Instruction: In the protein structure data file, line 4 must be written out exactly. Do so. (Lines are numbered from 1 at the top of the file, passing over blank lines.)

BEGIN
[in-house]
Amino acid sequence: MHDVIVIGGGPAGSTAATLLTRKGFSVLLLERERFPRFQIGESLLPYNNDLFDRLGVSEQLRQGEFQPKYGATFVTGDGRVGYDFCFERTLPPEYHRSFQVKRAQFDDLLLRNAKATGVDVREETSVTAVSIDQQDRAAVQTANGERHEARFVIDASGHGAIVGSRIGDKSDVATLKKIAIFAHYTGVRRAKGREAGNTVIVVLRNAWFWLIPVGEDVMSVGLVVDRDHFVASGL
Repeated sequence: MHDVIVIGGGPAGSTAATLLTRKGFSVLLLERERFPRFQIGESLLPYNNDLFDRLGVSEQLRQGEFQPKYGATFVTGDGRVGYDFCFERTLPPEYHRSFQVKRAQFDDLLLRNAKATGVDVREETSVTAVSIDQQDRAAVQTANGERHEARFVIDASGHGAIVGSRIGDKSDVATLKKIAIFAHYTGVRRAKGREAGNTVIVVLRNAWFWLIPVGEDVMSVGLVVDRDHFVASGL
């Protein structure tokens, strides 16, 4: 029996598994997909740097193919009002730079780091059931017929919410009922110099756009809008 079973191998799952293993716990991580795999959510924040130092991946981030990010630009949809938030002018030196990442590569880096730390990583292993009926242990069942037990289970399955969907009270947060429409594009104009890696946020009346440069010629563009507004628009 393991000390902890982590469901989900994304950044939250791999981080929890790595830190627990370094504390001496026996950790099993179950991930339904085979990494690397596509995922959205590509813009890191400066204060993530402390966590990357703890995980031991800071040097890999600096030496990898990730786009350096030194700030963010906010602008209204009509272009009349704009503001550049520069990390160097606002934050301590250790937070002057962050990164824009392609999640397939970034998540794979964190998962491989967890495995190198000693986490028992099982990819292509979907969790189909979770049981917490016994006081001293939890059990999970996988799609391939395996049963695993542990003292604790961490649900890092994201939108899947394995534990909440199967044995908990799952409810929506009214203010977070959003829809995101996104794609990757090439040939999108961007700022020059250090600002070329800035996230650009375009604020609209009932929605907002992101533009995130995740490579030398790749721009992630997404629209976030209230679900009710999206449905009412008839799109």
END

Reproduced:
């Protein structure tokens, strides 16, 4: 029996598994997909740097193919009002730079780091059931017929919410009922110099756009809008 079973191998799952293993716990991580795999959510924040130092991946981030990010630009949809938030002018030196990442590569880096730390990583292993009926242990069942037990289970399955969907009270947060429409594009104009890696946020009346440069010629563009507004628009 393991000390902890982590469901989900994304950044939250791999981080929890790595830190627990370094504390001496026996950790099993179950991930339904085979990494690397596509995922959205590509813009890191400066204060993530402390966590990357703890995980031991800071040097890999600096030496990898990730786009350096030194700030963010906010602008209204009509272009009349704009503001550049520069990390160097606002934050301590250790937070002057962050990164824009392609999640397939970034998540794979964190998962491989967890495995190198000693986490028992099982990819292509979907969790189909979770049981917490016994006081001293939890059990999970996988799609391939395996049963695993542990003292604790961490649900890092994201939108899947394995534990909440199967044995908990799952409810929506009214203010977070959003829809995101996104794609990757090439040939999108961007700022020059250090600002070329800035996230650009375009604020609209009932929605907002992101533009995130995740490579030398790749721009992630997404629209976030209230679900009710999206449905009412008839799109």